Doing so required prospective customers to place trust in the local agents in addition to Hamilton, especially when it came to the “No CURE No PAY” guarantee. Clients in New York used the tincture under the direction of Hamilton and could appeal to him directly if the medicine did not produce the desired effect. Clients in Philadelphia and Lancaster, in contrast, had to depend on fair dealing by local agents who may not have possessed Hamilton’s experience or expertise. After all, the advertisement described Hamilton as a “Surgeon Dentist,” but did not indicate the occupations of his local agents in Pennsylvania. Other portions of the advertisement may have alleviated some concerns by presenting a portrait of Hamilton’s character. In addition to describing Hamilton’s tincture, the advertisement provided an overview of the services he provided in New York. Hamilton “cleans and beautifies teeth” and “makes and sets in artificial teeth.” He served his clients “with dispatch and secrecy.” The advertisement concluded with a nota bene that depicted Hamilton as a humanitarian: “the poor, afflicted with the tooth-ach, cured gratis, every morning, from 8 to 10 o clock.” Was such information about Hamilton’s practice in New York superfluous in an advertisement placed in the Pennsylvania Gazette? Readers in Philadelphia and, especially, Lancaster were unlikely to travel to New York to have Hamilton clean their teeth or fit them with artificial teeth. The poor were even less likely to make such a journey. Hamilton could have reduced the costs of advertising in the Pennsylvania Gazette if he had eliminated that portion of the advertisement, yet that information was not superfluous. It testified to Hamilton’s competence and professional demeanor, allowing him to cultivate a reputation that might have made faraway readers more inclined to trust his description of his toothache tincture and, in turn, deal with local agents who sold it on his behalf.

July 6

What was advertised in a colonial American newspaper 250 years ago today?

Jul 6 - 7:6:1769 Pennsylvania Gazette
Pennsylvania Gazette (July 6, 1769).

“DANIEL GRANT … HAS now opened a HOUSE of ENTERTAINMENT.”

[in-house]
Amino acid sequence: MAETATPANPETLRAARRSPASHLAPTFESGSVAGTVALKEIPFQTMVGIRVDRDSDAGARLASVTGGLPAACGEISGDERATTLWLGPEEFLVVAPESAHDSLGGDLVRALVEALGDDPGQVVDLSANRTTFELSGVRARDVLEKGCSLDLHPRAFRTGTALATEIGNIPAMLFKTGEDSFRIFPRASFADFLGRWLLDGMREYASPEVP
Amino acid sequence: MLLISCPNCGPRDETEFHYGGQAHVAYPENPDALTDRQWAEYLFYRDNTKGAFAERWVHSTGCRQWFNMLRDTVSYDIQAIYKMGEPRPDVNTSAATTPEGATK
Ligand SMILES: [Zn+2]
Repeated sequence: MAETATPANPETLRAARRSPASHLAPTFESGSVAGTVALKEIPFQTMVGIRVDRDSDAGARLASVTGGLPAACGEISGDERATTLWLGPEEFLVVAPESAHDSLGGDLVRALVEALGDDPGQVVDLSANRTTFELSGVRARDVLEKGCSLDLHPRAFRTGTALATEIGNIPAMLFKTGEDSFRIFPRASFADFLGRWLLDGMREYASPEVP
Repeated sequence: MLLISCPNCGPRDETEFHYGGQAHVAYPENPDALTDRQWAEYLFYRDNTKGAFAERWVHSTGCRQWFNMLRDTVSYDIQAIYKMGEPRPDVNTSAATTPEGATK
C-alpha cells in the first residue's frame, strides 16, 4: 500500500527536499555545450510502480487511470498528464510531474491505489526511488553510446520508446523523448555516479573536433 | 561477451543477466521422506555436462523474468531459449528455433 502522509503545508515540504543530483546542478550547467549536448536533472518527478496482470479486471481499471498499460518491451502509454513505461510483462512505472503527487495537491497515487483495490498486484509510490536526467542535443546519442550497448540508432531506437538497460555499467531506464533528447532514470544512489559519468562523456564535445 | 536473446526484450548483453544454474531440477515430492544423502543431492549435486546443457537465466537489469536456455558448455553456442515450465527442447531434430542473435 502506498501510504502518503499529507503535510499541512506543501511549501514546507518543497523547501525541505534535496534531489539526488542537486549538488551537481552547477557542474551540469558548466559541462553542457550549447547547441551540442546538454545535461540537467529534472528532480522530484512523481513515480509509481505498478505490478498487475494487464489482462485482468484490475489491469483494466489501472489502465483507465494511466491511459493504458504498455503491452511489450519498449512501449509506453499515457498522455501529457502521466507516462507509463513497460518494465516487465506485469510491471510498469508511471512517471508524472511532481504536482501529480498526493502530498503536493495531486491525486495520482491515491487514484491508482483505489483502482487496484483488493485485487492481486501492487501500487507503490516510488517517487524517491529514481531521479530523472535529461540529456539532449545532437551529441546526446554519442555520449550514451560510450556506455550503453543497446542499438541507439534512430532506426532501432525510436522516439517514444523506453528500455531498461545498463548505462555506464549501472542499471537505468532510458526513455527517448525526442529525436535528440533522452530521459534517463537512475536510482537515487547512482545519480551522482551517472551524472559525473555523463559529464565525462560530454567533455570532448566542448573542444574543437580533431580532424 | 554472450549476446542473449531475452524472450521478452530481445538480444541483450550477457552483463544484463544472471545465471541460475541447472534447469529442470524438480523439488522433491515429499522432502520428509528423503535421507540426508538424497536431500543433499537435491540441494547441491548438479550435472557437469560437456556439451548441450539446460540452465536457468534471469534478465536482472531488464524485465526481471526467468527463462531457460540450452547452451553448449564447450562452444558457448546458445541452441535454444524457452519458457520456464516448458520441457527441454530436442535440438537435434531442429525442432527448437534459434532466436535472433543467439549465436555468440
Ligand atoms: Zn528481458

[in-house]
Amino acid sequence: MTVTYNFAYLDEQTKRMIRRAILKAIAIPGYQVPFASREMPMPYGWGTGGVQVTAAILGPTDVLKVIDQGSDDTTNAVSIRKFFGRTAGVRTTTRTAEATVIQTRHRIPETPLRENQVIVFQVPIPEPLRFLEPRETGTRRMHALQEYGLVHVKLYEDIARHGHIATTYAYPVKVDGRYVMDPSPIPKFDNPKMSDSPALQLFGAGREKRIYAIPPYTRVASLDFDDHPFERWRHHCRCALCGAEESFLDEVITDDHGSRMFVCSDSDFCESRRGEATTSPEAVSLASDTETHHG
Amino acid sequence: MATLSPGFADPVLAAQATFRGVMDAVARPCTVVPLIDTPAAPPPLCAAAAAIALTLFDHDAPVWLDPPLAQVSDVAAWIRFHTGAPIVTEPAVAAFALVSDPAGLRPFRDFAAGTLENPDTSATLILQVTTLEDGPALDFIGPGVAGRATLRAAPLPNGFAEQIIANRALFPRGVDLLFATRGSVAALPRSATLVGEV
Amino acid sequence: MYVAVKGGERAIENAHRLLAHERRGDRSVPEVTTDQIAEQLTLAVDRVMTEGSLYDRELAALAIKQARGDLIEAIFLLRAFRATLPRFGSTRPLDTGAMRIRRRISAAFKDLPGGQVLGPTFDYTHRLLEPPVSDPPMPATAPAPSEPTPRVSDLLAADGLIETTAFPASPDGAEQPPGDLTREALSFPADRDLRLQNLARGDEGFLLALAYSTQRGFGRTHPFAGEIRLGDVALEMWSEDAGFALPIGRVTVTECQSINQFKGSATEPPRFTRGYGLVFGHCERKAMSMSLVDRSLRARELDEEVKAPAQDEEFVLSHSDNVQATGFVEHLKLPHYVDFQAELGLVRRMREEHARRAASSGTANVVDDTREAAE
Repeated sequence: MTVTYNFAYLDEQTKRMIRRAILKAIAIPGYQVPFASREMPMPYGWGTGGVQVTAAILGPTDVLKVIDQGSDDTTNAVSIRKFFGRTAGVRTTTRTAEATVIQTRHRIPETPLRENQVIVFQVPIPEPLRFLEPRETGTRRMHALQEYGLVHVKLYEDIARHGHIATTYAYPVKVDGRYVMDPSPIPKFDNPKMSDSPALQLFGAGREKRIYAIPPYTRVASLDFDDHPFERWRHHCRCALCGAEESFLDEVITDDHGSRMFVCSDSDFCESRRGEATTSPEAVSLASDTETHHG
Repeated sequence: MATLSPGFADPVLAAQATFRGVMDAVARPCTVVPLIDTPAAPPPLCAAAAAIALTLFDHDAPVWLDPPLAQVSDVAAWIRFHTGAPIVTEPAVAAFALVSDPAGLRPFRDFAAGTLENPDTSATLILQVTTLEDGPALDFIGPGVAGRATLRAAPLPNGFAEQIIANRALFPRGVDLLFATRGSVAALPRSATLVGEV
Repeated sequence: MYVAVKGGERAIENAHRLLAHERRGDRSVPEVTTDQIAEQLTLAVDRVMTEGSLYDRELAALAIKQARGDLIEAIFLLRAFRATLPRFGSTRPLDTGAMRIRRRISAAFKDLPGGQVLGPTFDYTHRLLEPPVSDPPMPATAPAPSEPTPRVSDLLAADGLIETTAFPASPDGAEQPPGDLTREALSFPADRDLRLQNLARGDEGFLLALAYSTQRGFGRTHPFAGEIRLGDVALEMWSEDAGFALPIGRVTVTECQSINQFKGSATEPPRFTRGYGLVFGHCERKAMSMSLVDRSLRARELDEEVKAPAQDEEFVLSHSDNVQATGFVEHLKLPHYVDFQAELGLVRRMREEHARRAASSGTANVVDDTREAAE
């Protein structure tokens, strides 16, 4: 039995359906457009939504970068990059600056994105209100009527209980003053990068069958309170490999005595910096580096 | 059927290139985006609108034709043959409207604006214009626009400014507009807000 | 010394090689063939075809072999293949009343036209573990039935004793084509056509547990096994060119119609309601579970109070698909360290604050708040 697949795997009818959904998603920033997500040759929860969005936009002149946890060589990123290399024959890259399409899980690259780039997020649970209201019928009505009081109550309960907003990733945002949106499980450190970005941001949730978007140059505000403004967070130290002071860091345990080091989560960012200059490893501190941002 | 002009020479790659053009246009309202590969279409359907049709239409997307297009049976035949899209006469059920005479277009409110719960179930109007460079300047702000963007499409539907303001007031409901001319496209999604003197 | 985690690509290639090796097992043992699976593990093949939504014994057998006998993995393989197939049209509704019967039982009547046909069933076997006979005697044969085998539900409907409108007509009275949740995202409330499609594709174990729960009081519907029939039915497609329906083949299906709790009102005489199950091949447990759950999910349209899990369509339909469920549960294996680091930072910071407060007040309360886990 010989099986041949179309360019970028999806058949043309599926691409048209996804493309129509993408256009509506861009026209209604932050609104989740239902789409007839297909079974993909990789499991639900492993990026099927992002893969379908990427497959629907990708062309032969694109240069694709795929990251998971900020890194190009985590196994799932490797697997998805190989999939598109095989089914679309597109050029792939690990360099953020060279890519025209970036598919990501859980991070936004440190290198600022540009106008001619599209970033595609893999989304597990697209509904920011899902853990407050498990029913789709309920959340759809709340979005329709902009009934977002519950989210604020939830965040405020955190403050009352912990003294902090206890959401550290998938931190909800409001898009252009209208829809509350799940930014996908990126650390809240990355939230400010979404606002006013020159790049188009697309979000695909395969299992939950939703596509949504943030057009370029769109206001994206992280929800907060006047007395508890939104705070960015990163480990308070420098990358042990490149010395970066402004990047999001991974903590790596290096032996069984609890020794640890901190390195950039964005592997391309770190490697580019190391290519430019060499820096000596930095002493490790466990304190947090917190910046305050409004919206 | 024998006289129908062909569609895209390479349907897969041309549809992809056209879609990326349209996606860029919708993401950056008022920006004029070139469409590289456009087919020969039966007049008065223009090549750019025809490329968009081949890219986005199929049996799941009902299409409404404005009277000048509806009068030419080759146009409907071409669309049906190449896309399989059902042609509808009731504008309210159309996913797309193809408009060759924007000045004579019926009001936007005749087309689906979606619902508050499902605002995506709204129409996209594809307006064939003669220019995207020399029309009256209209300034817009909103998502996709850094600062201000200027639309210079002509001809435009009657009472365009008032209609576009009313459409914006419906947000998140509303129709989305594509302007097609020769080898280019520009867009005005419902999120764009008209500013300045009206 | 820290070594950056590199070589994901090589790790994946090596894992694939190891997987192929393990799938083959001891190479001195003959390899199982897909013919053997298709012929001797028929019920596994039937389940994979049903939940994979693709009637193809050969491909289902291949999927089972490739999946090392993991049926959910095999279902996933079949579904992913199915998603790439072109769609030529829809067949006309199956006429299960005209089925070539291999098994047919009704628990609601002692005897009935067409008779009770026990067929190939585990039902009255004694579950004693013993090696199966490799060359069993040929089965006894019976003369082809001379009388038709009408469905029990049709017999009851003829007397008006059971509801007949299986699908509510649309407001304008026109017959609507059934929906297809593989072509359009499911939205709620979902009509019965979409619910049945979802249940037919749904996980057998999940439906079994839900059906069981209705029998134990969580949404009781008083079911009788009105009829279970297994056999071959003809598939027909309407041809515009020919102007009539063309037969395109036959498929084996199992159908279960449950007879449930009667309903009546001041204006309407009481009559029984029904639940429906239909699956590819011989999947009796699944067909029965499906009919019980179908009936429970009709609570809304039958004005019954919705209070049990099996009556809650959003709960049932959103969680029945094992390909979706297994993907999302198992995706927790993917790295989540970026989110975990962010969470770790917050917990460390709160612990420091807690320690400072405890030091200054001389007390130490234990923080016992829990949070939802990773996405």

A nascent hospitality and tourism industry emerged in America in the late eighteenth century. Its expansion occurred, in part, as a result of advertisements that encouraged consumers to partake in a variety of leisure activities at venues in their own towns and in places located some distance away. On July 6, 1769, Samuel Francis (better known today as Samuel Fraunces) inserted advertisements in the New-York Chronicle and the New-York Journal to invite visitors to Vauxhall Gardens to enjoy coffee, tea, and pastries “at any Hour in the Day,” evening concerts, a ballroom for parties, “Dinners or Suppers dressed in the most elegant Manner,” and, of course, the gardens “fitted up in a very genteel, pleasing Manner.” Advertisements for Vauxhall Gardens became a familiar sight in New York’s newspapers in the late 1760s.

On the same day, Daniel Grant advertised his own “HOUSE of ENTERTAINMENT, at the Sign of the Buck” in Moyamensing on the outskirts of Philadelphia. Grant first presented his credentials for opening his own establishment, asserting that he worked for seven years as “a Bar-keeper to Mr. John Biddle, at the Indian King.” He had gained the requisite experience to launch his own enterprise. Grant offered many of the same amenities at the Buck as Francis did at Vauxhall Gardens. The spacious house had three rooms on each floor as well as “a large hall in each story.” In addition to those accommodations, guests could also enjoy the gardens and “summer-houses” that, in particular, made the Buck “an agreeable place to resort in the summer season.” Grant served “the best tea, chocolate, [and] coffee” for breakfast and in the afternoon, but he also had on hand “the best liquors of all kinds.” He invited prospective customers to plan parties or “large entertainments” at his venue, assuring them that events could be arranged “by giving short notice.” As was the case for anyone working in hospitality, service was a cornerstone for Grant’s business. He pledged to “make it his constant endeavour to give the best attendance to those who please to favour him with their company.” Accommodations, amenities, and service: Grant offered a complete experience to guests at his “HOUSE of ENTERTAINMENT.”

Today, many Americans are celebrating the Independence Day weekend with excursions to all sorts of venues that are part of the modern hospitality and tourism industry. Advertising plays a significant role in enticing guests to partake in leisure activities, encouraging them to purchase experiences rather than things. That strategy has origins that date back to a time before Americans declared independence. Entrepreneurs like Grant and Francis promoted themselves as purveyors of entertainment and leisure activities as they welcomed guests to venues like the Buck and Vauxhall Gardens in the eighteenth century.